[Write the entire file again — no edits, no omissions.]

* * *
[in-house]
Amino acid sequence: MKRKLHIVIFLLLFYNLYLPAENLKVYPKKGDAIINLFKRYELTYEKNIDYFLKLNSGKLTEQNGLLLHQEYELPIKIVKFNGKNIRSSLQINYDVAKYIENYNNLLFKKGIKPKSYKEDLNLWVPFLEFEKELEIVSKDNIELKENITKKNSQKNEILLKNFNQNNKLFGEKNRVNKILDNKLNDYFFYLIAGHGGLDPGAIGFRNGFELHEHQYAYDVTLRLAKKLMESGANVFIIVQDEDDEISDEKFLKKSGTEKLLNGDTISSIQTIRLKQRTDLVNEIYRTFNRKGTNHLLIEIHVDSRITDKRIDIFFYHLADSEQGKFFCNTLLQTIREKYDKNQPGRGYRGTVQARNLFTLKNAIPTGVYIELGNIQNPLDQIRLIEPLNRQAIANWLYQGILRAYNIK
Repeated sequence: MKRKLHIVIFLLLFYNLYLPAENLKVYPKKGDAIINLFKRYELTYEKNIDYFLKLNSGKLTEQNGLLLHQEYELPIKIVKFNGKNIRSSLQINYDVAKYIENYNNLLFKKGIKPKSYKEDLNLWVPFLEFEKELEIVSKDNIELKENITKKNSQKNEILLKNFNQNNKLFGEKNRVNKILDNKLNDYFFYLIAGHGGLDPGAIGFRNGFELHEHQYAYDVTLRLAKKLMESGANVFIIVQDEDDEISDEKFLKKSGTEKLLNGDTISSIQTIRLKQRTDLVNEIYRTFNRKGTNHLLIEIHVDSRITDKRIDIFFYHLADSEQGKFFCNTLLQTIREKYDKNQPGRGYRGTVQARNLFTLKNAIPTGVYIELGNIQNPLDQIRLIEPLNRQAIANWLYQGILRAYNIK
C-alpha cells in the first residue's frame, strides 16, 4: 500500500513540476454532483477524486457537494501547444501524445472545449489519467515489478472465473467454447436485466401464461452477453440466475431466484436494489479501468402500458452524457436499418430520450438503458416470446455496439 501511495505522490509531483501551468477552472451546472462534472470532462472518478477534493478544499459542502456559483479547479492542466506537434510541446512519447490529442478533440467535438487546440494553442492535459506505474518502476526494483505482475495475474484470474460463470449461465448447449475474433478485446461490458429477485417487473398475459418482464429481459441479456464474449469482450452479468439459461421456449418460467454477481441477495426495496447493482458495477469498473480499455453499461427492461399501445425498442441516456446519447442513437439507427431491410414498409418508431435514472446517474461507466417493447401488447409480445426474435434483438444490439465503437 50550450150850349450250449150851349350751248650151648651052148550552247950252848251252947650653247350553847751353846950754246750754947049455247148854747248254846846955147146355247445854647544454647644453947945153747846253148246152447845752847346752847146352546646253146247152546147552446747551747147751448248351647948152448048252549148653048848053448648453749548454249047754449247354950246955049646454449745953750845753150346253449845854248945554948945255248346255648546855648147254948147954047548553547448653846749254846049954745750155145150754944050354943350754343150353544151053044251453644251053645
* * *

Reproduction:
[in-house]
Amino acid sequence: MKRKLHIVIFLLLFYNLYLPAENLKVYPKKGDAIINLFKRYELTYEKNIDYFLKLNSGKLTEQNGLLLHQEYELPIKIVKFNGKNIRSSLQINYDVAKYIENYNNLLFKKGIKPKSYKEDLNLWVPFLEFEKELEIVSKDNIELKENITKKNSQKNEILLKNFNQNNKLFGEKNRVNKILDNKLNDYFFYLIAGHGGLDPGAIGFRNGFELHEHQYAYDVTLRLAKKLMESGANVFIIVQDEDDEISDEKFLKKSGTEKLLNGDTISSIQTIRLKQRTDLVNEIYRTFNRKGTNHLLIEIHVDSRITDKRIDIFFYHLADSEQGKFFCNTLLQTIREKYDKNQPGRGYRGTVQARNLFTLKNAIPTGVYIELGNIQNPLDQIRLIEPLNRQAIANWLYQGILRAYNIK
Repeated sequence: MKRKLHIVIFLLLFYNLYLPAENLKVYPKKGDAIINLFKRYELTYEKNIDYFLKLNSGKLTEQNGLLLHQEYELPIKIVKFNGKNIRSSLQINYDVAKYIENYNNLLFKKGIKPKSYKEDLNLWVPFLEFEKELEIVSKDNIELKENITKKNSQKNEILLKNFNQNNKLFGEKNRVNKILDNKLNDYFFYLIAGHGGLDPGAIGFRNGFELHEHQYAYDVTLRLAKKLMESGANVFIIVQDEDDEISDEKFLKKSGTEKLLNGDTISSIQTIRLKQRTDLVNEIYRTFNRKGTNHLLIEIHVDSRITDKRIDIFFYHLADSEQGKFFCNTLLQTIREKYDKNQPGRGYRGTVQARNLFTLKNAIPTGVYIELGNIQNPLDQIRLIEPLNRQAIANWLYQGILRAYNIK
C-alpha cells in the first residue's frame, strides 16, 4: 500500500513540476454532483477524486457537494501547444501524445472545449489519467515489478472465473467454447436485466401464461452477453440466475431466484436494489479501468402500458452524457436499418430520450438503458416470446455496439 501511495505522490509531483501551468477552472451546472462534472470532462472518478477534493478544499459542502456559483479547479492542466506537434510541446512519447490529442478533440467535438487546440494553442492535459506505474518502476526494483505482475495475474484470474460463470449461465448447449475474433478485446461490458429477485417487473398475459418482464429481459441479456464474449469482450452479468439459461421456449418460467454477481441477495426495496447493482458495477469498473480499455453499461427492461399501445425498442441516456446519447442513437439507427431491410414498409418508431435514472446517474461507466417493447401488447409480445426474435434483438444490439465503437 50550450150850349450250449150851349350751248650151648651052148550552247950252848251252947650653247350553847751353846950754246750754947049455247148854747248254846846955147146355247445854647544454647644453947945153747846253148246152447845752847346752847146352546646253146247152546147552446747551747147751448248351647948152448048252549148653048848053448648453749548454249047754449247354950246955049646454449745953750845753150346253449845854248945554948945255248346255648546855648147254948147954047548553547448653846749254846049954745750155145150754944050354943350754343150353544151053044251453644251053645